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This marker commemorates the life of Langston Hughes, one of the 20th century's greatest African American literary figures. Hughes was born in 1902 in Joplin, Missouri and moved to Cleveland in 1916, where he attended Central High School. It was there that his love for writing and the arts was kindled. He wrote stories for the school's publication, The Monthly, and after graduating, attended Columbia University for a year. He left college to travel and work in Europe before settling in Harlem, New York City in 1922. A year earlier, he published his first poem "The Negro Speaks of Rivers" in the NAACP publication, The Crisis. In the coming decades, he continued to write prolifically, including books (for adults and children), poetry, plays, essays, works on black history, and even a film script. He was also an activist and lecturer. He died in Harlem in 1967.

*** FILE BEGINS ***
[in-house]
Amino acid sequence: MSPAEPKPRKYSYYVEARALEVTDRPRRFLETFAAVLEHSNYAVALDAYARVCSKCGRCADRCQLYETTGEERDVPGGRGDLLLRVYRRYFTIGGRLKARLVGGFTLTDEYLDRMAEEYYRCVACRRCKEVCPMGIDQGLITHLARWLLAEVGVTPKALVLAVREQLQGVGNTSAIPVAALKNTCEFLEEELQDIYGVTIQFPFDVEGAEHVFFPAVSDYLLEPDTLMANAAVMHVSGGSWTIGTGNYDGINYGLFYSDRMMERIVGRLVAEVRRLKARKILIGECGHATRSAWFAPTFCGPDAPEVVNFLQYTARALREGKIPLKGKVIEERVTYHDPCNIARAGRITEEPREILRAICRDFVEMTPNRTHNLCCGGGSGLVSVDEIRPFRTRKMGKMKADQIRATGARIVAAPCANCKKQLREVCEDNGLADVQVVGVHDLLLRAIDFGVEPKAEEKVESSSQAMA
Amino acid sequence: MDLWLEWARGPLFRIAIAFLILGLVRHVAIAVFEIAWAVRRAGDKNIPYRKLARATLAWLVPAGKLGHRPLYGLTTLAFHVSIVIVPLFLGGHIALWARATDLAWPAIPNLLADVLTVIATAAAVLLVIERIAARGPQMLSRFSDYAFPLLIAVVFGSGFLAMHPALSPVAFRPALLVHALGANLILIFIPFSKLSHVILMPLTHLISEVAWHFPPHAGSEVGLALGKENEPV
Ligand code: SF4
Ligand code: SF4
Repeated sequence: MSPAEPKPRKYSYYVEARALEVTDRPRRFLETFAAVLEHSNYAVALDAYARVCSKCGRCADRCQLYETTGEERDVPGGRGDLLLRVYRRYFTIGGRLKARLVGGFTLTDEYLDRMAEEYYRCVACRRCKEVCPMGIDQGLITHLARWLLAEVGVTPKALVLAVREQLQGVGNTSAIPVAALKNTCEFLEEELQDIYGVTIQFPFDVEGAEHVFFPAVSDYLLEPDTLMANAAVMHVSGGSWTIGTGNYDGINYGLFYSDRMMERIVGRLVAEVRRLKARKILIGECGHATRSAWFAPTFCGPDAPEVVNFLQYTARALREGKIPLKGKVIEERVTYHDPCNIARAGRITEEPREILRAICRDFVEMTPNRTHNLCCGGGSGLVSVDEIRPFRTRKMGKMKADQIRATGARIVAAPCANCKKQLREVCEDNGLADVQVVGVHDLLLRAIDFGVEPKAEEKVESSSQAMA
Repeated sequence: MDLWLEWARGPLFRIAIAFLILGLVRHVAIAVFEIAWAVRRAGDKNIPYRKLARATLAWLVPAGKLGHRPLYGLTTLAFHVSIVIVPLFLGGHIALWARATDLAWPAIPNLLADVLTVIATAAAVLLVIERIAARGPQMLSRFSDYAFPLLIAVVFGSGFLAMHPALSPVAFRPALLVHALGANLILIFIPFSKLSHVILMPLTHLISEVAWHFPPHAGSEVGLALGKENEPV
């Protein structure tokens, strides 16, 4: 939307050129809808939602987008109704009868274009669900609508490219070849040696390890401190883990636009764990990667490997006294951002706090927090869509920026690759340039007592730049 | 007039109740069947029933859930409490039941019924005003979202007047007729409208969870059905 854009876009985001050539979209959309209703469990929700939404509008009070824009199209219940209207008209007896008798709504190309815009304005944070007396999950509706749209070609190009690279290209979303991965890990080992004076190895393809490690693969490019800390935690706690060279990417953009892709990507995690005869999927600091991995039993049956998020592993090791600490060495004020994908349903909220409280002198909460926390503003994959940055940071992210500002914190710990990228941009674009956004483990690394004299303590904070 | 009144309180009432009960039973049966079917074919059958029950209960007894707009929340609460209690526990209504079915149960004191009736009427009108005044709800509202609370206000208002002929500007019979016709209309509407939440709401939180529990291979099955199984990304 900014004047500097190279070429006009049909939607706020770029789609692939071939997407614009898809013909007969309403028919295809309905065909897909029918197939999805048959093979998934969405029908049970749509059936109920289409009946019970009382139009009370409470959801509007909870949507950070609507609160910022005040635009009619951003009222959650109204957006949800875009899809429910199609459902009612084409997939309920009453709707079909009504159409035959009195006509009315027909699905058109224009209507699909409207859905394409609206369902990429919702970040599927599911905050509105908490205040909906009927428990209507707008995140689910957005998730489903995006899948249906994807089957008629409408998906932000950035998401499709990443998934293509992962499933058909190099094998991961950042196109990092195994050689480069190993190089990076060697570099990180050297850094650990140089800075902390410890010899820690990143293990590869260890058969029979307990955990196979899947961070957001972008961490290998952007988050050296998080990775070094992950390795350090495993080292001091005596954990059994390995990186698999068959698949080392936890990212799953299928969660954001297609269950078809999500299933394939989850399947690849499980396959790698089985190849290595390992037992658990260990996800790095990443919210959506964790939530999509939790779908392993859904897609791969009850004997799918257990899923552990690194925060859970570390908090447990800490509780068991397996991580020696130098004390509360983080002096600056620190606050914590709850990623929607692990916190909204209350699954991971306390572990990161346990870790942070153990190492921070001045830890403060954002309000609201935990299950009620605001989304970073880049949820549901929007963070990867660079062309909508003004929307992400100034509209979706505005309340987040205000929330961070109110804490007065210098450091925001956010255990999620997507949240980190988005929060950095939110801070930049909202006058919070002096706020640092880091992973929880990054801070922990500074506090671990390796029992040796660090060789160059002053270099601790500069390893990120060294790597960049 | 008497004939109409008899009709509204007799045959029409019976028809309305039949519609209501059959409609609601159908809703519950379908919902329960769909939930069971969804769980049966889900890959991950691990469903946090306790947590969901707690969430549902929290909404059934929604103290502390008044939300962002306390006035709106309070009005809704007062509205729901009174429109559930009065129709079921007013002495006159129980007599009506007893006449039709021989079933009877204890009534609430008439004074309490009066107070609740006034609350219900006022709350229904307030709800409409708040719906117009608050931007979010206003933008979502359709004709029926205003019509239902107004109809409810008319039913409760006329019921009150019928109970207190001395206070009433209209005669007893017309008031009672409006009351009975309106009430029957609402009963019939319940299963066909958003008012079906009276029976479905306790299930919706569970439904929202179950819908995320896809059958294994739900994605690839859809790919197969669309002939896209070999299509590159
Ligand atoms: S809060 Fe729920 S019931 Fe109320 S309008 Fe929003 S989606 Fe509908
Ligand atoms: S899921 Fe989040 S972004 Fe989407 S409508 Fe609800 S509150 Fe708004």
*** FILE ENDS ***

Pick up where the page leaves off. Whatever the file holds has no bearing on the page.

• The marker is located outside of the Langston Hughes branch of the city's public library system.
"Hughes, (James) Langston." The Historical Marker Database. Accessed May 30, 2017.

Photos: Christopher Busta-Peck, via the Historical Marker DatabaseLangston Hughes Biography. Kansas Heritage. Accessed May 30, 2017.